||Beautiful illustrated picture book of Purimn scenes from Megillat Esther with drawings by A. (August) K. Henschel. The title page states that it is dedicated to the children of the galut. At the beginning and end of the book is a twelve part grammin (humorous Purim poem), the front in German the end in Hebrew, with twelve black and white illustrations, each related to a part of the grammin, in between. For example, number nine is a picture of Haman leading Mordecai in royal garments on the kings horse, all well described in the grammin. Each illustration occupies a full page with the verso blank. The name of the author of the grammin is not given but the artist is listed as A. K. Henschel.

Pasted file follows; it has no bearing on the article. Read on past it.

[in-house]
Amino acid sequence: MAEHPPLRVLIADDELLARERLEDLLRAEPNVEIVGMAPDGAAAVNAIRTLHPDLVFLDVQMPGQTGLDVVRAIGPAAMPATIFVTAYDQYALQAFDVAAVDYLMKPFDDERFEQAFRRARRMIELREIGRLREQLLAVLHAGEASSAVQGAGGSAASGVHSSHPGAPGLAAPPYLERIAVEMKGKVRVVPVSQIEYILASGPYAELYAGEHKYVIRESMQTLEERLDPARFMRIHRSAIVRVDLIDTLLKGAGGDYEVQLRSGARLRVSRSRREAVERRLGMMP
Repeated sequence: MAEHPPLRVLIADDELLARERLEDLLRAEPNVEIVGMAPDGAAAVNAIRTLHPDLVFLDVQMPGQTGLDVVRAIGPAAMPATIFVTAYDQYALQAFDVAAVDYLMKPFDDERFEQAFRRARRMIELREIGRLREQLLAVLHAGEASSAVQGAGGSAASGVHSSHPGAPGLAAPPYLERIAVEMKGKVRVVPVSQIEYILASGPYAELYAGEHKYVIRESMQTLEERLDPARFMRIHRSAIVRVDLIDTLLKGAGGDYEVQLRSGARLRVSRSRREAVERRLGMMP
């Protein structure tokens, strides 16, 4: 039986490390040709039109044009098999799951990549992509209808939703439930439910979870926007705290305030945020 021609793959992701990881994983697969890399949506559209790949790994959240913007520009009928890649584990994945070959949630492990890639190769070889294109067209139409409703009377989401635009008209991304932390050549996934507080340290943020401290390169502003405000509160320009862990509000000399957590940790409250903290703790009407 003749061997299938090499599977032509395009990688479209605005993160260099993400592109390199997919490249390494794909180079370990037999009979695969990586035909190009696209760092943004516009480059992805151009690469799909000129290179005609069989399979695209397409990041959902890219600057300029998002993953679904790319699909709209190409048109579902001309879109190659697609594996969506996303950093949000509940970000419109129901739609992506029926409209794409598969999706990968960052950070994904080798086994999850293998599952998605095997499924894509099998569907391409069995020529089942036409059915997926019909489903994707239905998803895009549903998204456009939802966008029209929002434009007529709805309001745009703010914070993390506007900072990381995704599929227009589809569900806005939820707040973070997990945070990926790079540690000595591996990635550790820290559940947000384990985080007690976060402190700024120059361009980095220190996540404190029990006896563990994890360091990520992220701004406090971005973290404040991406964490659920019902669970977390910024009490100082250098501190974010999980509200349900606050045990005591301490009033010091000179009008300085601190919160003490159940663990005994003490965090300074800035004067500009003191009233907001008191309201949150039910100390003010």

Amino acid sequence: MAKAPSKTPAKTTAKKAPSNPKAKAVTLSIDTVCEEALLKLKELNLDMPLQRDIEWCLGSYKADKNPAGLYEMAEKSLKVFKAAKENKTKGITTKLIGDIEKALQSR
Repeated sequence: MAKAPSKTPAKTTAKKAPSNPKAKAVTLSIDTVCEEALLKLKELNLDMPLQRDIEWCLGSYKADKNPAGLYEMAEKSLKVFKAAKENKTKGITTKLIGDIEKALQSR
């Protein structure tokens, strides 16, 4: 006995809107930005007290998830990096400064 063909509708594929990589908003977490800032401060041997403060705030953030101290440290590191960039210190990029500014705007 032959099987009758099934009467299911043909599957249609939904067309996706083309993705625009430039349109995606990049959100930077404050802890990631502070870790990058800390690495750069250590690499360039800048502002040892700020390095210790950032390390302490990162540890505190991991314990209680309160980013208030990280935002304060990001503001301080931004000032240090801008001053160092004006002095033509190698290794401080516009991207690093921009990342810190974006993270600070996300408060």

Presumably the A. K. Henschel is the famed artist who belonged to a family of four artist brothers – August (d.1829), Friedrich (d. 1837), Moritz (d. 1862), and Wilhelm (d. 1865) – who went from Breslau, Germany, and worked in Berlin from c. 1806 to 1829, when August committed suicide. They worked as a team, signing their work "the brothers Henschel," producing portraits in pastel and miniatures and also engravings which won them popularity. The subjects of their engravings included famous personalities, such as Fichte, scenes from the theater, patriotic illustrations, and "Scenes from the Life of Goethe." When August committed suicide, his brothers returned to Breslau where they lived in obscurity.